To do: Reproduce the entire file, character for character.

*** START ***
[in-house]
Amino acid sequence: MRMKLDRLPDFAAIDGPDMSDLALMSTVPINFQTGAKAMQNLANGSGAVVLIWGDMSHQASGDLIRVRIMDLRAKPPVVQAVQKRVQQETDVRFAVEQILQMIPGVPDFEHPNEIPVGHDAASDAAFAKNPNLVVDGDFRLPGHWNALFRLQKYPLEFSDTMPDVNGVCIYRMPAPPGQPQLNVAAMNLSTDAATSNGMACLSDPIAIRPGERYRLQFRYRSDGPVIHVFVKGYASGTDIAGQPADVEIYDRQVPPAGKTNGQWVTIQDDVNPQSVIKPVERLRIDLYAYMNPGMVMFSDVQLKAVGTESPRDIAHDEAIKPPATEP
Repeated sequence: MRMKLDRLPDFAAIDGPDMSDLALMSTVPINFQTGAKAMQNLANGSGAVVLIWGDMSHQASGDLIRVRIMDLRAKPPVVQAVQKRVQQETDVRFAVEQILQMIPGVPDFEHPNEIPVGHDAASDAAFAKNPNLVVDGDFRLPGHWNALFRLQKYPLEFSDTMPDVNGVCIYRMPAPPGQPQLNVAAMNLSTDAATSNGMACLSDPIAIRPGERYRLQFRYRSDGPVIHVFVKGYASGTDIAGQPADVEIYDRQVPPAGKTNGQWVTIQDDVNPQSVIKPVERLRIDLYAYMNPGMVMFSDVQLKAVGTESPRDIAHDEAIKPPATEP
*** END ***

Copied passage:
[in-house]
Amino acid sequence: MRMKLDRLPDFAAIDGPDMSDLALMSTVPINFQTGAKAMQNLANGSGAVVLIWGDMSHQASGDLIRVRIMDLRAKPPVVQAVQKRVQQETDVRFAVEQILQMIPGVPDFEHPNEIPVGHDAASDAAFAKNPNLVVDGDFRLPGHWNALFRLQKYPLEFSDTMPDVNGVCIYRMPAPPGQPQLNVAAMNLSTDAATSNGMACLSDPIAIRPGERYRLQFRYRSDGPVIHVFVKGYASGTDIAGQPADVEIYDRQVPPAGKTNGQWVTIQDDVNPQSVIKPVERLRIDLYAYMNPGMVMFSDVQLKAVGTESPRDIAHDEAIKPPATEP
Repeated sequence: MRMKLDRLPDFAAIDGPDMSDLALMSTVPINFQTGAKAMQNLANGSGAVVLIWGDMSHQASGDLIRVRIMDLRAKPPVVQAVQKRVQQETDVRFAVEQILQMIPGVPDFEHPNEIPVGHDAASDAAFAKNPNLVVDGDFRLPGHWNALFRLQKYPLEFSDTMPDVNGVCIYRMPAPPGQPQLNVAAMNLSTDAATSNGMACLSDPIAIRPGERYRLQFRYRSDGPVIHVFVKGYASGTDIAGQPADVEIYDRQVPPAGKTNGQWVTIQDDVNPQSVIKPVERLRIDLYAYMNPGMVMFSDVQLKAVGTESPRDIAHDEAIKPPATEP